Ethan Ruby is the president and CEO of Theraplant, a company which produces and processes legal medical marijuana in Connecticut, and is president of the Connecticut Medical Cannabis Council. He has become a notable figure in debates over medical marijuana in part because, after a traffic accident left him a paraplegic, he testifies to personally experiencing the benefits of cannabis for control of severe pain.
Ruby was a star baseball player at Moses Brown School in Providence, Rhode Island, and played college baseball at Brandeis University and the University of Pennsylvania, where he played left field briefly with future major leaguer Mark DeRosa on the 1995-96 Ivy League championship team. He graduated from Penn in 1997 with a degree in psychology.
On November 29, 2000, while crossing a street in New York City, Ruby was struck by a driver who ran a red light and hit another car which then struck him, severing a vertebra and leaving him with no movement below his middle chest and persistent pain in his legs. Ruby subsequently sued Budget Rent a Car with a jury awarding him $24,552,918, finding that the rental car company was liable under New York’s “vicarious liability” law, which stated that a rental car or leasing agency could be held responsible for a driver’s negligence. The two sides settled for $20,312,692 in 2005. The case ultimately had legal repercussions, as it was often cited during debate over the constitutionality of vicarious liability laws.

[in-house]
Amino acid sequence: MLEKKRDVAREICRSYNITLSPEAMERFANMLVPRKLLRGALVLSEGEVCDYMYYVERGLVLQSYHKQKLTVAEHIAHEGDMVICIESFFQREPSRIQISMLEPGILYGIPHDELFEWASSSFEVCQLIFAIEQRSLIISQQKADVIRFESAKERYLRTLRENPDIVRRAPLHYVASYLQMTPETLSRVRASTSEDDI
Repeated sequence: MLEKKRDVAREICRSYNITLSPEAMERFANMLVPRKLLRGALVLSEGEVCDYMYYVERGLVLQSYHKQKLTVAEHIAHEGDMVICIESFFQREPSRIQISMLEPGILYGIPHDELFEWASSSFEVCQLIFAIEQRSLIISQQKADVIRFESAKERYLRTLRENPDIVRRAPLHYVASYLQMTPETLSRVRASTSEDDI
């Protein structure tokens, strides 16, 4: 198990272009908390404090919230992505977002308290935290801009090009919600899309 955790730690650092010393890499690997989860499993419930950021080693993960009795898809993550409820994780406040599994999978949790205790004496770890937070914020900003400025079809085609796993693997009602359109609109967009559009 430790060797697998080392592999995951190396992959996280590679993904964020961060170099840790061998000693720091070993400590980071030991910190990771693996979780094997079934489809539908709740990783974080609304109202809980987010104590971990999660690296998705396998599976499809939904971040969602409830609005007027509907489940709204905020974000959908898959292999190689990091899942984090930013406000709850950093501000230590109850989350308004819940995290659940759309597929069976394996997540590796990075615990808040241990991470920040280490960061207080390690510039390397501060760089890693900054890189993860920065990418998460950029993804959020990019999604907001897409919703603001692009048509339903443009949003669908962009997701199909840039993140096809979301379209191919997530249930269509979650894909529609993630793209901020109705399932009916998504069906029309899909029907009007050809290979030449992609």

Seeking to use cannabis medically to treat the pain in his body, Ruby moved in 2012 to Colorado, which had legalized the medical use of marijuana in 2000. He soon founded Theraplant to pursue a license to run a production facility in Connecticut after that state legalized the medicine in 2012.  In September 2014, Theraplant became the first company in Connecticut to produce medical marijuana. It is currently operating in Watertown, Connecticut, as one of four state-licensed dispensaries.  Ruby has said he is currently pursuing licenses to operate similar production facilities in other states, including Illinois and Minnesota.
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